Animal encounters - As animals are revealed in the jungle, players will get the chance to move them and send them to visit their opponents whenever the corresponding symbol is rolled on the animal die. Once an animal has been rolled, each player takes turns controlling one of the animals in the jungle (if there are more than one of that specific type) starting with the player whose turn it is. They can move the animal 1 or 2 spaces in hopes of attacking another player, or sending it away from themselves! Each animal can only be moved once per turn, so other players cannot control the same one you just moved away from yourself.
If they do enter the same space as the player, the player is either poisoned (by the snake), knocked unconscious (by the boar) or hospitalized and knocked out of the game completely (by the panther). Or if you're playing the advanced game the monkey can come and steal an item from your backpack! Each of these attacks has different results, but most of them mean you lose your next turn, and the worst of them removes your pawn from the game board, and leaves all of your supplies on the space where you were attacked! After your skipped turn you return to the game at the base camp and can make a mad dash for your dropped supplies, or move on and try to recover.
End game - The game ends when one player collects a set of 4 treasure tokens; the set can either be all of the same color, or all of the same type. Once they've collected their set, they then need to head back to any helicopter clearing and use 3 actions to be picked up and carried safely out of the jungle to win.
My thoughts -
Components - I'm commenting here on what is pictured on the Kickstarter page. The only down side of the components is that the animals get these really cool looking meeples and the players get your basic "Pandemic" looking pawns. Would love to see an Indy'ish type of meeple for the players. I loved the artwork—the jungle pieces and feature pieces look great! I can't wait to see them on real tiles and not just card stock!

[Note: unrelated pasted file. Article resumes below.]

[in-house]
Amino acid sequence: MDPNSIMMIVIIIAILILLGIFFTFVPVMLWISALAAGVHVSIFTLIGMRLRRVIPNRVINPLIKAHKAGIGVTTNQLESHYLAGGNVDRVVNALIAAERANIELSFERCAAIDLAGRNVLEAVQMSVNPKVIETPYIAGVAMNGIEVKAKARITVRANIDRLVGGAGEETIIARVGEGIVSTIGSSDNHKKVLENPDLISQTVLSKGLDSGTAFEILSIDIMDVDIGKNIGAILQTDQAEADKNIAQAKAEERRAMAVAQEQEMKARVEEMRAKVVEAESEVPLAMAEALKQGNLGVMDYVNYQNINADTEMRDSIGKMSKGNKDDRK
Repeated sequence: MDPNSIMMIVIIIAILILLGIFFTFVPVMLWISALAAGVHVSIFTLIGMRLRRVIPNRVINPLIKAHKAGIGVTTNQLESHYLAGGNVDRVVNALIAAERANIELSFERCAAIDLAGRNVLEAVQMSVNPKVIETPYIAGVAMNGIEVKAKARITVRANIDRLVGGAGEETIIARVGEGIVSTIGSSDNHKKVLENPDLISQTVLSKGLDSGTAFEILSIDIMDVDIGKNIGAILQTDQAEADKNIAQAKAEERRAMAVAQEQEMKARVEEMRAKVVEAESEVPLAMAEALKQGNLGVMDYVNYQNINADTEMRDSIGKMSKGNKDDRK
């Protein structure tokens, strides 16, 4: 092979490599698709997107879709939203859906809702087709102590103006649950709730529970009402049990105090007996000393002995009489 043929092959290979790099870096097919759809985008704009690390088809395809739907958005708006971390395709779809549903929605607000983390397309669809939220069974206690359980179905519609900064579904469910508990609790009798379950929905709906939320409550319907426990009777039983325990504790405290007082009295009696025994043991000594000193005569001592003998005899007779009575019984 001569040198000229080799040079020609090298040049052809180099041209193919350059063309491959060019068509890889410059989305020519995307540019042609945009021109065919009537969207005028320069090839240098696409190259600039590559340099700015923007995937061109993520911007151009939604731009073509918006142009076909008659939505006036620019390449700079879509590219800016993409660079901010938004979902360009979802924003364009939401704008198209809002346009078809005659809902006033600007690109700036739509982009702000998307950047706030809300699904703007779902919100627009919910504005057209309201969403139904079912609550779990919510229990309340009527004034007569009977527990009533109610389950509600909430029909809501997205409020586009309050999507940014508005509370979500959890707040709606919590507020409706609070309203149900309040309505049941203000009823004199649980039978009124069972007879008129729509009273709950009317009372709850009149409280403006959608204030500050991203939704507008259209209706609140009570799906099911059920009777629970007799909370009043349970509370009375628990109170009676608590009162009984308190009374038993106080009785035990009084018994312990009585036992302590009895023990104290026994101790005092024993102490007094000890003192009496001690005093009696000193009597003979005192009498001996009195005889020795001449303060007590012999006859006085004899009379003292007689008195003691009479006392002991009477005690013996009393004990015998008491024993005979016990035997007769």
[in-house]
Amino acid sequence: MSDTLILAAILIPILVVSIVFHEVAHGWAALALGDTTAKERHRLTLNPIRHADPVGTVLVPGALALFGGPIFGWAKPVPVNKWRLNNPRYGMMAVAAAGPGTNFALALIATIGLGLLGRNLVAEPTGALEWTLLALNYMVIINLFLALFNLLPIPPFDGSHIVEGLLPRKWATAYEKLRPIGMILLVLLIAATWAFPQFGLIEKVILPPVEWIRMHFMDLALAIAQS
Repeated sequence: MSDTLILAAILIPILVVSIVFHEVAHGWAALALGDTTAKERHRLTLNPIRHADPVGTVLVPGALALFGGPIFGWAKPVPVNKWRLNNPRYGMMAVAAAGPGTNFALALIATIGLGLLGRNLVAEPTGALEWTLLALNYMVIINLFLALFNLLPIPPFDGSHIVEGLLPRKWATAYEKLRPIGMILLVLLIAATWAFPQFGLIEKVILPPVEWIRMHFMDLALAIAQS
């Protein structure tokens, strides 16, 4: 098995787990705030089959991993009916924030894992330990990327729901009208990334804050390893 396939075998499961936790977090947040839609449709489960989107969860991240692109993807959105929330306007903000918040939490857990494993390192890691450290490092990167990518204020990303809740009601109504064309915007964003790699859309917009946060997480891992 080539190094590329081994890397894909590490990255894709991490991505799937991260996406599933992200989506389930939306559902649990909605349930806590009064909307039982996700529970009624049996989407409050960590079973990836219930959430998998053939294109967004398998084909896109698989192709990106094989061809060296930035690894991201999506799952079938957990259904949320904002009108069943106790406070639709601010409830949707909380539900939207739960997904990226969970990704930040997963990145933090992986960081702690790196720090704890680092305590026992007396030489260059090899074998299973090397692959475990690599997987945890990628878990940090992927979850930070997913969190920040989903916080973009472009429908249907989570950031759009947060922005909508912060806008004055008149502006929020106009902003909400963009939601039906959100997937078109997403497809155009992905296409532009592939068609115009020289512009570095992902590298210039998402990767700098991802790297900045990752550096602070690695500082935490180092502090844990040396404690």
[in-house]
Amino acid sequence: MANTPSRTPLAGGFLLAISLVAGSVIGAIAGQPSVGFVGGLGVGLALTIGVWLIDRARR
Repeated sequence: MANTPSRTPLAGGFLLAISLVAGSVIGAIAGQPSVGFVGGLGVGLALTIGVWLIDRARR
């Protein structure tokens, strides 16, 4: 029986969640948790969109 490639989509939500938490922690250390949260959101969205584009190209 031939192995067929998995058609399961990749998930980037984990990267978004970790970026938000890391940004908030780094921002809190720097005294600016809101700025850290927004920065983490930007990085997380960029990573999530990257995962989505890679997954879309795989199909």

Gameplay - The game plays fairly quickly, and was really quite easy to learn and teach; a few turns in and you find your strategy unfolding as the jungle is revealed. We had one player off on his own on the other side of the jungle, which didn't bode well for him when animals starting popping up left and right, with no one else for them to go after in the area.
I really enjoy the variance of having a board that is never the same, it simulates very well the feeling of exploring a jungle and not knowing what is more than just a few steps ahead of you. A lot of folks are comparing it to Carcassonne because of the way the board takes shape sort of organically. I think that's a fair comparison and a great compliment to the game. Carcassonne is a perennial favorite in the gaming community, and when a game can hearken back to a great game and put a fresh spin on the concept, it's a cool thing that adds to the gaming culture.
Like I said earlier, there are a few tweaky type of rules to be aware of, such as dense jungle on certain edges of certain tiles, and ways to swing across quicksand. As well as the different "states" that animals are in after they encounter a player. But they aren't terribly difficult to grasp, and they don't slow the game down. The dense jungle works well with the supply concept and makes it worth grabbing some tokens in hopes of finding a machete.
Casual and Non-gamers
Family and Kids Game night
Seasoned Veteran Gamers
Overall - We had a lot of fun with this one. Relic Expedition blends its theme into gameplay mechanics extremely well, I can see my boys really enjoying this game, as well as serious gamers. There are plenty of decisions and hand-management choices to make, as well as a high replay value due to the ever-changing landscape from game to game, and even turn to turn. I'd love to see this expanded into 5-6 players; it seems to lend itself easily into that, but it needs funded first!
We would like to thank Randy and Tyler of Foxtrot Games for setting us up with the prototype of the game to give a test drive! There's still time to fund the project on Kickstarter as well.
And as always thanks so much for reading!